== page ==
The past few days may have been worrying for Obama supporters. On Saturday, Harold Ickies threatened to take Hillary Clinton's case to the DNC Credentials Committee at the end of this month, to appeal the 'hijacking' of four of her delegate votes. On Sunday, both Ickies and Clinton campaign chair Terry McAuliffe, hinted that Senator Clinton would not be congratulating Senator Obama on Tuesday night. This morning, Senator Clinton said that the nomination race is not over until it is over, and that "her political obituary is yet to be written."
Well, she is correct about that last point. See, her political obituary would be written if she didn't get behind Barack Obama in the general election. And that's not even an issue. It's not because Obama will extort her support. It's not because the rabid Obama supporters will scream and yell. It's because Clinton will follow the standard political playbook for the Democratic party. But I'm getting ahead of myself. Let's take a brief look at the nightmare scenario that we've heard from Obama supporters.
Senator Clinton has long argued that Senator Obama is not as electable as she is. That could be interpreted to mean that if the Democrats nominated Obama, he would have a greater chance of being upset by John McCain than Hillary would. Taken further, it could mean that if Obama were nominated, then Hillary would be in a position to say, "I told you so," if Obama lost in November. And taken even further, it could mean what many ordinary Democratic voters have recently speculated - that Senator Clinton wants Obama to lose in November, so she can stage a run in 2012. This topic was debated back in March by several bloggers and pundits.
The argument goes like this. Hillary reluctantly endorses Obama and campaigns for him, but she secretly (or not so secretly) hopes he loses to John McCain. Then Hillary can stage a successful 2012 campaign for a nation weary of 12 years of Republican rule, high gas prices, and the occupation of Iraq in its 10th year.
There is a huge problem with this argument. It assumes many things that have little or no chance of happening:
1. It assumes that Democrats will be just as receptive to a Hillary campaign in 2012 as they were in 2008.
2. It assumes that there will be no other up-and-coming Democrat who would want to defeat John McCain, should McCain win this November. After all, Obama wasn't on the radar in early 2006. Ariana Huffington foresaw a Gore vs. Clinton 2008 nomination race, and wrote about it in October 2005 and January 2006. Barack who?
3. And most important, it assumes that there would be no blame assigned to Clinton in the event of an Obama loss.
That sinks the argument. Think about what Clinton has said since her 11-state losing streak (which essentially killed her campaign). She said that McCain was qualified to be president, and in the same breath refused to give Obama the same pat on the fanny. She floated the talking point that Obama was doomed to lose, like Gore and Kerry, because he is an elitist. She made sure to use the word "hard working" before the word "white" in describing the demographic in which she defeated Obama in the Appalachian states. Never mind that the core of the Democratic base nationwide consists of liberals and African Americans. She suggested that Obama give-up and become her running mate as VP after he had won 11 contests in a row. And let su not forget the unforgivable assassination remarks. Hillary and her campaign managers have said too many negative things about Obama to be spared any blame if he loses in November. That's not a threat from this or any Obama supporter. That's not a threat from Mr. Obama. That's just the way politics works in the Democratic party.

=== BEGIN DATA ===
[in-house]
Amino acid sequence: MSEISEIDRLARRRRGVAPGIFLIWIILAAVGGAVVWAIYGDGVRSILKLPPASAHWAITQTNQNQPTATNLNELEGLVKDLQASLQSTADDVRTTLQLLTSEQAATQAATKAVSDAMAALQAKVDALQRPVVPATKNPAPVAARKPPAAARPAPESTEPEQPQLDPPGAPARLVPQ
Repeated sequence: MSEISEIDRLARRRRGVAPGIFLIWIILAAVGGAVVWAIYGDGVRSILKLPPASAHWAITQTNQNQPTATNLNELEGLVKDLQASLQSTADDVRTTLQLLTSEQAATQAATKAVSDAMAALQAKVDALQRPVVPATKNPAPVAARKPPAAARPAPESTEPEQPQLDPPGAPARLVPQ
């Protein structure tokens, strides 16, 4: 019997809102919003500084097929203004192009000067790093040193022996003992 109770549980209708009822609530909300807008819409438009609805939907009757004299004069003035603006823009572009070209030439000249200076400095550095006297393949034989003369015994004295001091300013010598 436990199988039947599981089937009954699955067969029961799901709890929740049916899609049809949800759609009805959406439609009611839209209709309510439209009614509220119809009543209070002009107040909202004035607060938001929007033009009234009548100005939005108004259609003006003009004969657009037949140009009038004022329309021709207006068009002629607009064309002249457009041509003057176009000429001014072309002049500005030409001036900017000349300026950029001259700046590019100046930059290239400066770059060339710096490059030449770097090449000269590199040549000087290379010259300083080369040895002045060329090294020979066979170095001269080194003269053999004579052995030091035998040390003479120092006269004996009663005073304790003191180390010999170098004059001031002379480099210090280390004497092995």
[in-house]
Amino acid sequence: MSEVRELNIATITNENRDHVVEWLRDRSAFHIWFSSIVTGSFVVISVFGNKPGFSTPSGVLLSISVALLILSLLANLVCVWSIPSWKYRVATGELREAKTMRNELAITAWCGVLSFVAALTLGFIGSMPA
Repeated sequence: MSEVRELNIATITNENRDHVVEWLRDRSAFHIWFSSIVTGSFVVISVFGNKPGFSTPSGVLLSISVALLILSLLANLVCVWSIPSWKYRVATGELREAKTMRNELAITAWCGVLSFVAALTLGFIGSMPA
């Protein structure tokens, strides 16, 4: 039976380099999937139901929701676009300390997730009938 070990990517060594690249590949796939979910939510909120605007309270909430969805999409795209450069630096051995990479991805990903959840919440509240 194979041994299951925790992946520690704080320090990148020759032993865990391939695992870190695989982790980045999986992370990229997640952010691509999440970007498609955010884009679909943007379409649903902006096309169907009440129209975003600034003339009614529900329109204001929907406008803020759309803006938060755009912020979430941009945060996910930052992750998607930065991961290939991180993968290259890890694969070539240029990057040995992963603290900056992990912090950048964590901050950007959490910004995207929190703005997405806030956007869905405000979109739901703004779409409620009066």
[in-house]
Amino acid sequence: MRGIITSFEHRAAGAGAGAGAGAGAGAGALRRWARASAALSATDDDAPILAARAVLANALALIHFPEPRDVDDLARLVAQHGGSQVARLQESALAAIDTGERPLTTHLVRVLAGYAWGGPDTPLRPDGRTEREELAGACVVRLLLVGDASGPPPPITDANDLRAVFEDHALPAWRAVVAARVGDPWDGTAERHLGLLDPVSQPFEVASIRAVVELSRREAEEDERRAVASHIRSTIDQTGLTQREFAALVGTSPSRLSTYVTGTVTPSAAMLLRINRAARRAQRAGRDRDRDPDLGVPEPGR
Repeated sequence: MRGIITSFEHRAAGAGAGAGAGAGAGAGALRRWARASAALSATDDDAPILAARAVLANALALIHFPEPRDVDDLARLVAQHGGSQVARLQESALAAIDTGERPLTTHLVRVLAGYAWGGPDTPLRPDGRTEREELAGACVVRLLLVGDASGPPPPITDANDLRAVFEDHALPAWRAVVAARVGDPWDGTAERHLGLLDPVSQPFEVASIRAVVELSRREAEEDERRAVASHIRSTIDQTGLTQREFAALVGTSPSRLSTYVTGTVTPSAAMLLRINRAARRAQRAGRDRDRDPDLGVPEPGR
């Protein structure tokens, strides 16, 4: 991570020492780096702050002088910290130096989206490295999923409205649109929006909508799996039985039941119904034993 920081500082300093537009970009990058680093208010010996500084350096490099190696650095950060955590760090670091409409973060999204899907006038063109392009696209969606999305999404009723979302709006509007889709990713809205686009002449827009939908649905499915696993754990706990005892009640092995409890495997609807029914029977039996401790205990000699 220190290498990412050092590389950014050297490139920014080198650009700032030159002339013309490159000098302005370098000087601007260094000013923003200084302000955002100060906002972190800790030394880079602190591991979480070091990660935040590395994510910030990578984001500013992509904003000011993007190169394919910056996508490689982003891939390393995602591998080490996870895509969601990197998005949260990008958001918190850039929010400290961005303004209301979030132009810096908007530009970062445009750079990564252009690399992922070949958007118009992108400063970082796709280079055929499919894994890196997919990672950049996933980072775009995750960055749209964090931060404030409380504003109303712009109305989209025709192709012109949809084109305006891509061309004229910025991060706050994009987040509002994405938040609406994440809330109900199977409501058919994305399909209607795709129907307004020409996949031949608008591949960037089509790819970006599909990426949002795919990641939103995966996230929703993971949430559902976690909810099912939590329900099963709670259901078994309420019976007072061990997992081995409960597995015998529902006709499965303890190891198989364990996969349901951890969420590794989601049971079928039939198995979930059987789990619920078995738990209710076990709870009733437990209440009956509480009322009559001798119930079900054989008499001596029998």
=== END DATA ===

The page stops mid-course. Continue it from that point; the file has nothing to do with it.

Bill Clinton has been the de-facto leader of the Democratic party since winning the nomination in 1992. He filled a power vacuum that was left when Gary Hart dropped out of the 1988 nomination race. He remained the leader of the party through 2008. And it seems that tomorrow, June 3rd, Bill Clinton will lose that title. He seemed to understand that possibility today when he spoke in Milbank, South Dakota.
Naturally, the Clintons don't want to lose their leadership position in this great party. People in power do whatever they can to keep it while they are still playing within the rules. In this case, there are no term limits. The unwritten rule is that the next major Democrat to win the nomination and subsequently the presidency will become the leader of the party. Obama is poised to replace Clinton in that role. In fact you could argue that the party belongs to Obama beginning Tuesday.
Losing their leadership position is painful enough. But they would be throwing everything away if they set-up Obama to lose to John McCain, an old, uninspiring, ignorant man who by most accounts is too angry, too conservative, and too much like George W. Bush to beat a Democrat in November. Hillary Clinton would be putting her senate seat and political legacy at risk if she left Obama twisting in the wind.
And so, despite some threats, tough words, and pleas for more time, the transition from the Clintons to Obama is already in-play. The Clinton campaign has begun to tell its staffers to stand-down, as Senator Clinton is preparing a primetime speech in New York City to be delivered Tuesday night.
Meanwhile, Senator Obama is telling his supporters that he is looking forward to working with Hillary on the campaign trail. She might need a vacation and some private time. But she will campaign for Obama. The second place finisher in a nomination race doesn't have a choice. Obama and Clinton supporters who think that she has options need to settle down, and give it time. Give it time, and soon all of us will jump on the team and come on in for the big win.
Aw shit, I quoted Michael Herr again! I often do that.